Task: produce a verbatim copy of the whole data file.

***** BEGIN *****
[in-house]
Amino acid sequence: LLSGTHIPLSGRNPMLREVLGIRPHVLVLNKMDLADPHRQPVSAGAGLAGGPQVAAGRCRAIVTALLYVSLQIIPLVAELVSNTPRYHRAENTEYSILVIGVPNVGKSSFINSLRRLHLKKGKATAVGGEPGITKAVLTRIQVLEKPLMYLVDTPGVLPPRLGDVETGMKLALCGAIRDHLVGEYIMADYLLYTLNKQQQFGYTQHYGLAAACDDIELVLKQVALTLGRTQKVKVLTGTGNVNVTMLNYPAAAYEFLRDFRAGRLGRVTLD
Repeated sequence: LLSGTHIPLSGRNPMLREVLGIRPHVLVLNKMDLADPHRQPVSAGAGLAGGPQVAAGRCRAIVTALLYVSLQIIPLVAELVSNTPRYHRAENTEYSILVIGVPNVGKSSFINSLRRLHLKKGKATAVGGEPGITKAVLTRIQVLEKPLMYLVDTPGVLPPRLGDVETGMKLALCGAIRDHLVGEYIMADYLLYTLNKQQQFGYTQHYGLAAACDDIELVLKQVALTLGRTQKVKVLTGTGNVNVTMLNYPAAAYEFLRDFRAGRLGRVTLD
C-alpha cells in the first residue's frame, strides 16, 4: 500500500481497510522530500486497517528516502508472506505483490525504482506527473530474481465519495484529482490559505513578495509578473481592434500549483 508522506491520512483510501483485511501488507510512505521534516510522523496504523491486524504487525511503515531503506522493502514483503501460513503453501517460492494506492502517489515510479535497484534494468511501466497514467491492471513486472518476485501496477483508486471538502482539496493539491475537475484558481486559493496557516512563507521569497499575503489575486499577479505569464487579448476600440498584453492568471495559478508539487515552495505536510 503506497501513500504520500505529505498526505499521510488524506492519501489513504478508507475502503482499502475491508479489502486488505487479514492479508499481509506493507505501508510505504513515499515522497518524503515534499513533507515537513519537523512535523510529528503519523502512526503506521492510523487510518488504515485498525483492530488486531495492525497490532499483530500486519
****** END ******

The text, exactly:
[in-house]
Amino acid sequence: LLSGTHIPLSGRNPMLREVLGIRPHVLVLNKMDLADPHRQPVSAGAGLAGGPQVAAGRCRAIVTALLYVSLQIIPLVAELVSNTPRYHRAENTEYSILVIGVPNVGKSSFINSLRRLHLKKGKATAVGGEPGITKAVLTRIQVLEKPLMYLVDTPGVLPPRLGDVETGMKLALCGAIRDHLVGEYIMADYLLYTLNKQQQFGYTQHYGLAAACDDIELVLKQVALTLGRTQKVKVLTGTGNVNVTMLNYPAAAYEFLRDFRAGRLGRVTLD
Repeated sequence: LLSGTHIPLSGRNPMLREVLGIRPHVLVLNKMDLADPHRQPVSAGAGLAGGPQVAAGRCRAIVTALLYVSLQIIPLVAELVSNTPRYHRAENTEYSILVIGVPNVGKSSFINSLRRLHLKKGKATAVGGEPGITKAVLTRIQVLEKPLMYLVDTPGVLPPRLGDVETGMKLALCGAIRDHLVGEYIMADYLLYTLNKQQQFGYTQHYGLAAACDDIELVLKQVALTLGRTQKVKVLTGTGNVNVTMLNYPAAAYEFLRDFRAGRLGRVTLD
C-alpha cells in the first residue's frame, strides 16, 4: 500500500481497510522530500486497517528516502508472506505483490525504482506527473530474481465519495484529482490559505513578495509578473481592434500549483 508522506491520512483510501483485511501488507510512505521534516510522523496504523491486524504487525511503515531503506522493502514483503501460513503453501517460492494506492502517489515510479535497484534494468511501466497514467491492471513486472518476485501496477483508486471538502482539496493539491475537475484558481486559493496557516512563507521569497499575503489575486499577479505569464487579448476600440498584453492568471495559478508539487515552495505536510 503506497501513500504520500505529505498526505499521510488524506492519501489513504478508507475502503482499502475491508479489502486488505487479514492479508499481509506493507505501508510505504513515499515522497518524503515534499513533507515537513519537523512535523510529528503519523502512526503506521492510523487510518488504515485498525483492530488486531495492525497490532499483530500486519